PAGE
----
Verna McClain told her fiance she had given birth to their child. But after she suffered a miscarriage, authorities said, she went looking for another baby to present to him.
Now she's accused of killing a young mother to take one by force.
Investigators say McClain waited outside a pediatrician's office north of Houston and shot Kala Golden before taking her tiny newborn son, who was only 3 days old.
Little Keegan Golden was found unharmed hours later with McClain's sister -- who was told that her sister planned to adopt the boy. He is back with family members.
McClain is charged with capital murder and was being held Wednesday without bond. Authorities say she admitted attacking the woman Tuesday and stealing her baby from his mother's pickup truck.
McClain, 30, who listed a Houston address, was separated from her husband, with whom she had raised three children.
"I don't understand that, her taking a child," her estranged husband, Theo McClain, of San Diego, told The Associated Press. "That doesn't make sense. We have three kids. And then to shoot somebody? I've never known her to hurt anybody."
McClain had told her fiancé she had given birth to their child. Instead, McClain had miscarried, said Capt. Bruce Zenor of the Montgomery County sheriff's office.
Her fiancé, who was not identified Wednesday, is being interviewed by authorities.
Sheriff Tommy Gage said 28-year-old Kala Golden had placed Keegan into her pickup truck Tuesday afternoon after leaving Northwoods Pediatric Center in Spring, about 20 miles north of Houston. The suspected shooter was parked next to her, Gage said.
The woman repeatedly shot Golden, then snatched the child from her truck and drove away, according to witness accounts. The dying woman leaned into the vehicle and tried to take the boy back, screaming, "My baby!" but her attacker sped off.
Later Tuesday, two detectives spotted a vehicle outside a nearby apartment complex that matched witnesses' descriptions, Gage said. Though McClain's apartment was empty, she showed up and talked to authorities.
During an interview, detectives learned of a residence in Harris County where McClain's sister lives and the child might be, Gage said.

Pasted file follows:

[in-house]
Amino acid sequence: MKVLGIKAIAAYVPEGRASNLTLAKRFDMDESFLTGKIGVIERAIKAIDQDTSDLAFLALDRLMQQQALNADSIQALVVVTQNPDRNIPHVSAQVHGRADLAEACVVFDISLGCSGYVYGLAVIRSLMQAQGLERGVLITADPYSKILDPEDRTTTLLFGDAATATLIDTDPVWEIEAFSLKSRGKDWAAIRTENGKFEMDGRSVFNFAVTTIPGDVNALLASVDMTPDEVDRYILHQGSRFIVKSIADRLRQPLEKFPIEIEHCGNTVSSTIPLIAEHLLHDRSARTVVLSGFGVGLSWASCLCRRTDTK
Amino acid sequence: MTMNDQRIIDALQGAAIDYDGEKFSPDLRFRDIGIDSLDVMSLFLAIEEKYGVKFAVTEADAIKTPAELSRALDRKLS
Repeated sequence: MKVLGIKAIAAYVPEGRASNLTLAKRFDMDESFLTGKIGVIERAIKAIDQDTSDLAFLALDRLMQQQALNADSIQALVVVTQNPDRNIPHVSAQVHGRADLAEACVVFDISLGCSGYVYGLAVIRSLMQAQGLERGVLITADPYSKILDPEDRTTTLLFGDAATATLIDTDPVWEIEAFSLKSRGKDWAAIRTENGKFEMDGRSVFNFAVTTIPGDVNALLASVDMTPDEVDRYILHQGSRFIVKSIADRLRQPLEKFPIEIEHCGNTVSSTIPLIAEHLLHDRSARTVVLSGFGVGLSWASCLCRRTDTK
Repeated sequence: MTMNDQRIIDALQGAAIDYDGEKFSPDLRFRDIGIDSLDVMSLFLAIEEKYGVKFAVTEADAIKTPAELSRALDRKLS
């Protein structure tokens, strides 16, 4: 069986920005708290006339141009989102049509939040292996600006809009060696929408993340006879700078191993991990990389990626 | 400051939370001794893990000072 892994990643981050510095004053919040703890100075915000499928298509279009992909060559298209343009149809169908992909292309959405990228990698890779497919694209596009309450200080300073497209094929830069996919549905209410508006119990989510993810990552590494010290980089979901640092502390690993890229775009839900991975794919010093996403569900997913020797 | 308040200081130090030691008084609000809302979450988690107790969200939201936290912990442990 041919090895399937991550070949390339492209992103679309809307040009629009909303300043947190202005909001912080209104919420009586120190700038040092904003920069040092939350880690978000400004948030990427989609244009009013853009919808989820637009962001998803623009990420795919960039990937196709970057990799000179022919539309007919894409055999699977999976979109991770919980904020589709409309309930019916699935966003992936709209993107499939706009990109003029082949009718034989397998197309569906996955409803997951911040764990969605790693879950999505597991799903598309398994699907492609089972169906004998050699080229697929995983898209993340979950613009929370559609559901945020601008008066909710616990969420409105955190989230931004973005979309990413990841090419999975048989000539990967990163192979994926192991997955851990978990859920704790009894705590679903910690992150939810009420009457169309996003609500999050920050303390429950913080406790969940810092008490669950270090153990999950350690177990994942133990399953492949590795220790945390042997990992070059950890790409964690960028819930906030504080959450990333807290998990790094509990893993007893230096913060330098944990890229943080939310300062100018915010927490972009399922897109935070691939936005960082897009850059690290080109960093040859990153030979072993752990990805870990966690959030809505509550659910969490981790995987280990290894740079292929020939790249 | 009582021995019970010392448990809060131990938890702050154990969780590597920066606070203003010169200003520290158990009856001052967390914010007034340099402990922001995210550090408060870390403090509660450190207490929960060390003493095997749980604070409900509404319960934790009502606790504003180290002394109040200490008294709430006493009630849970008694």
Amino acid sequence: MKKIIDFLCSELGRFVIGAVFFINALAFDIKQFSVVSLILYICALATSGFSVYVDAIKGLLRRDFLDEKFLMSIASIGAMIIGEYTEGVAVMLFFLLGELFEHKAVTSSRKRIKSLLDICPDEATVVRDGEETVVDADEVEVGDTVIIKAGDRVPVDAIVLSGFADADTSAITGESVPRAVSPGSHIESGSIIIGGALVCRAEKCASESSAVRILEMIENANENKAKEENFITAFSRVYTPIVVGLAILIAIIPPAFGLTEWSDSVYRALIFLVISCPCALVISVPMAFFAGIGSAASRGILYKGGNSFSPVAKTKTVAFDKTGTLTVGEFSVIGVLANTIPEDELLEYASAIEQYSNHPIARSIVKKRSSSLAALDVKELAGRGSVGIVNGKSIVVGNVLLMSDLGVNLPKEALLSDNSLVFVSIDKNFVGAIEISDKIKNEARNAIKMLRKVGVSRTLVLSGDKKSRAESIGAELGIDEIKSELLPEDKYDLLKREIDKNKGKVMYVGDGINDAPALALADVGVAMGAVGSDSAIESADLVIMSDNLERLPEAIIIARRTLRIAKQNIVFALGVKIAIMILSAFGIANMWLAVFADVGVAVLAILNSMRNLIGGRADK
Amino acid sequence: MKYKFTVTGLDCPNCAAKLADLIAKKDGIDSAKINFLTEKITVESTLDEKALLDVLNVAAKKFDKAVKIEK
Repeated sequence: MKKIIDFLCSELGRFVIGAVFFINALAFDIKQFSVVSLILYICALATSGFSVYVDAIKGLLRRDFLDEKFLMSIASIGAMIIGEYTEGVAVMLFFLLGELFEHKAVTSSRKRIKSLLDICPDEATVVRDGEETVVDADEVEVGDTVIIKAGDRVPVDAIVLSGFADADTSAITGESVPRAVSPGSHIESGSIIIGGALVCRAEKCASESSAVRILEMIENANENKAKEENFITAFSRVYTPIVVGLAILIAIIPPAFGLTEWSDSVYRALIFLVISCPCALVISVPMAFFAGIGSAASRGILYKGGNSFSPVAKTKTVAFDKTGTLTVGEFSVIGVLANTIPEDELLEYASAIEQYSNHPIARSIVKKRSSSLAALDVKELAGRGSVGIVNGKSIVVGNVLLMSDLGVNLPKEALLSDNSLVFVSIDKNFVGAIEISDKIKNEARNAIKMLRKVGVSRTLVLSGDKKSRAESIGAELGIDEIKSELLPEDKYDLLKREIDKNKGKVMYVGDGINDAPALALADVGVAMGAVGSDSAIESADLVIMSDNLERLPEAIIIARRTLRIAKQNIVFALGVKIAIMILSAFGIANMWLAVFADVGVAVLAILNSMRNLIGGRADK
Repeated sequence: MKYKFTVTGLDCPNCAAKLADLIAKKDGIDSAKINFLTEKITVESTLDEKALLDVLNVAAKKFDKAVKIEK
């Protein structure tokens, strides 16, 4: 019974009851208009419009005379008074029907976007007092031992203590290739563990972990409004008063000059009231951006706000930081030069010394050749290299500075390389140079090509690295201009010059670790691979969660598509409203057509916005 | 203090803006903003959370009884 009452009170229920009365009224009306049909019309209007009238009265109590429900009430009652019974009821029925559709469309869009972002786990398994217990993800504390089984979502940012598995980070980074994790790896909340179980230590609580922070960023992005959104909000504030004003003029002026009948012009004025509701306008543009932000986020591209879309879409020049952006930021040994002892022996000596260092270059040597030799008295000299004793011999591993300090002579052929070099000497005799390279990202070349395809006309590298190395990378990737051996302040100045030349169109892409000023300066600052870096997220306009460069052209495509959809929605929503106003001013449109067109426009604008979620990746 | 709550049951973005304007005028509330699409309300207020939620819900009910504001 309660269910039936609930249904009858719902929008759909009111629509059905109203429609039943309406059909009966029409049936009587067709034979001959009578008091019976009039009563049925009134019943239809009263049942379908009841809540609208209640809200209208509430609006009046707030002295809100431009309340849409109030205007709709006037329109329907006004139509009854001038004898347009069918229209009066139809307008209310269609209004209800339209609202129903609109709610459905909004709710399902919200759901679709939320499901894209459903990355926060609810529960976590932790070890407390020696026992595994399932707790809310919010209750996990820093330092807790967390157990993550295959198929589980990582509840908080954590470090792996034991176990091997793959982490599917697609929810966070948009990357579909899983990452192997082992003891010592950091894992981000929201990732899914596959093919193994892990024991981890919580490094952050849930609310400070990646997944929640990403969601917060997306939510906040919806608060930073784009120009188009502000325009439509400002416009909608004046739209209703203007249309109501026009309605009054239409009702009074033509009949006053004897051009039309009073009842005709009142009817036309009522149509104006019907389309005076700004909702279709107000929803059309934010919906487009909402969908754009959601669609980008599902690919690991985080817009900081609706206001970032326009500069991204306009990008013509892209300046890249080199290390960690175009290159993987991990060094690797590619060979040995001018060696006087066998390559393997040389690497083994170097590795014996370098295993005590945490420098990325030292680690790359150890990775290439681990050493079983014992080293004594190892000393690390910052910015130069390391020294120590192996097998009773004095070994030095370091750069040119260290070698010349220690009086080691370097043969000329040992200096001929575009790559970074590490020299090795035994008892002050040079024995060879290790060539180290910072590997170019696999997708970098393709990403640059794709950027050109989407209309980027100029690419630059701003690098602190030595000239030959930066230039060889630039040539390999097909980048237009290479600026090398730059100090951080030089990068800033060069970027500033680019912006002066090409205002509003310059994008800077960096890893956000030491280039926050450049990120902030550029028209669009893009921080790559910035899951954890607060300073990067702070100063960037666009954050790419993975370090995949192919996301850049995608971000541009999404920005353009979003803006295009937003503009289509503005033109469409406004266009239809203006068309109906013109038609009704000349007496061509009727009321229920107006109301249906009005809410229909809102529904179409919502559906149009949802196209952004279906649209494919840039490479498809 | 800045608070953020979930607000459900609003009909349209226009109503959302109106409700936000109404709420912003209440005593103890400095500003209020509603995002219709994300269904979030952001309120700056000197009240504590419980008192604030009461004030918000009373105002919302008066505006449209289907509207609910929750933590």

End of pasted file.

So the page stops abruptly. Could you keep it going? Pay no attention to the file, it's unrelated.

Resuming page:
McClain's sister, Corina Jackson, told authorities that she had talked about needing to "do the adoption" soon after taking Keegan.
McClain was later arrested. Police say she admitted carrying out the attack. They do not believe anyone else was involved.
Investigators said McClain's statements included information only the shooter would know and indicated Tuesday's attack was part of a wider plan to kidnap any child. Golden was simply a convenient target, authorities said.
McClain's children are with a family member in the county, authorities said.
The kidnapped baby has been returned to his family, according to his father, Keith Schuchardt, who said he had been married to Kala Golden for three years.
He told the Houston Chronicle that he learned of the shooting because as Golden lay dying, she asked another woman to call him and explain the attack.
Asked by reporters what he would tell his wife now, Schuchardt said, "I wish you were here with me to get me through this."
Schuchardt, who also has a 2-year-old and a 4-year-old, said officials were initially concerned about his criminal record, which includes felony convictions for possession of a controlled substance and burglary of a coin-operated machine.
Gwen Carter, a spokeswoman for Texas' Department of Family and Protective Services, said Schuchardt could see his children as often as he wanted while authorities worked on the case.
McClain is a vocational nurse at a local staffing agency, a job that involves providing basic nursing services under the direction of registered nurses and doctors. She does not work at the pediatric center, according to a clinic receptionist, Jackie Longoria.
McClain, who has vocational nursing licenses in both California and Texas, has not faced disciplinary action in either state, according to licensing boards.
Golden's mother, Linda Golden, told the AP that she had been baby-sitting when someone at the scene called her using her daughter's cellphone. She rushed to the clinic but was unable to see her daughter because paramedics were trying to save her.
"I wanted to kiss her before they put her in the ambulance," Linda Golden said.
Linda Golden said she had no idea what could have sparked the slaying and abduction.
"That's the hardest she's ever fought," she said. "She died trying to save her baby."
Associated Press writers Ramit Plushnick-Masti in Spring and Nomaan Merchant and Danny Robbins in Dallas contributed to this report.